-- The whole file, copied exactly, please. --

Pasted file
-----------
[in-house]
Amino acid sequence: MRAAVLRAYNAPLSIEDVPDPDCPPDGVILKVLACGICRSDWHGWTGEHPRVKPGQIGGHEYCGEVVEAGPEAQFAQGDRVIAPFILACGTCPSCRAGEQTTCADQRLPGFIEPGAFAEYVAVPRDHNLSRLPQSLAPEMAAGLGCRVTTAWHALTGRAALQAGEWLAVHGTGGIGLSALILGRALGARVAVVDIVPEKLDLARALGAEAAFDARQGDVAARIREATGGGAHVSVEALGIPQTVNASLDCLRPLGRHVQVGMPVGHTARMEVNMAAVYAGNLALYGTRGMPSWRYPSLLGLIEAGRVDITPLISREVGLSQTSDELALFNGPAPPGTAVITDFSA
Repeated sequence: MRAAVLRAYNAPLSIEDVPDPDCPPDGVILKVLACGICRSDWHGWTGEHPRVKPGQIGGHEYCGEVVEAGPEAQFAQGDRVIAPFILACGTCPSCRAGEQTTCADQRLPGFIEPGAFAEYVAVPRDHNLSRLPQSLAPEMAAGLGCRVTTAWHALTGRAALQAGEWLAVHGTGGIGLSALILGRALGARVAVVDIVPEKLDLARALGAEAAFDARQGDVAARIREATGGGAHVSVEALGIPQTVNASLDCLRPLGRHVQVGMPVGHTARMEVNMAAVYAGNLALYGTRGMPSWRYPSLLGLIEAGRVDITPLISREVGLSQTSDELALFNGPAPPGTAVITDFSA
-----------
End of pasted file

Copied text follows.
[in-house]
Amino acid sequence: MRAAVLRAYNAPLSIEDVPDPDCPPDGVILKVLACGICRSDWHGWTGEHPRVKPGQIGGHEYCGEVVEAGPEAQFAQGDRVIAPFILACGTCPSCRAGEQTTCADQRLPGFIEPGAFAEYVAVPRDHNLSRLPQSLAPEMAAGLGCRVTTAWHALTGRAALQAGEWLAVHGTGGIGLSALILGRALGARVAVVDIVPEKLDLARALGAEAAFDARQGDVAARIREATGGGAHVSVEALGIPQTVNASLDCLRPLGRHVQVGMPVGHTARMEVNMAAVYAGNLALYGTRGMPSWRYPSLLGLIEAGRVDITPLISREVGLSQTSDELALFNGPAPPGTAVITDFSA
Repeated sequence: MRAAVLRAYNAPLSIEDVPDPDCPPDGVILKVLACGICRSDWHGWTGEHPRVKPGQIGGHEYCGEVVEAGPEAQFAQGDRVIAPFILACGTCPSCRAGEQTTCADQRLPGFIEPGAFAEYVAVPRDHNLSRLPQSLAPEMAAGLGCRVTTAWHALTGRAALQAGEWLAVHGTGGIGLSALILGRALGARVAVVDIVPEKLDLARALGAEAAFDARQGDVAARIREATGGGAHVSVEALGIPQTVNASLDCLRPLGRHVQVGMPVGHTARMEVNMAAVYAGNLALYGTRGMPSWRYPSLLGLIEAGRVDITPLISREVGLSQTSDELALFNGPAPPGTAVITDFSA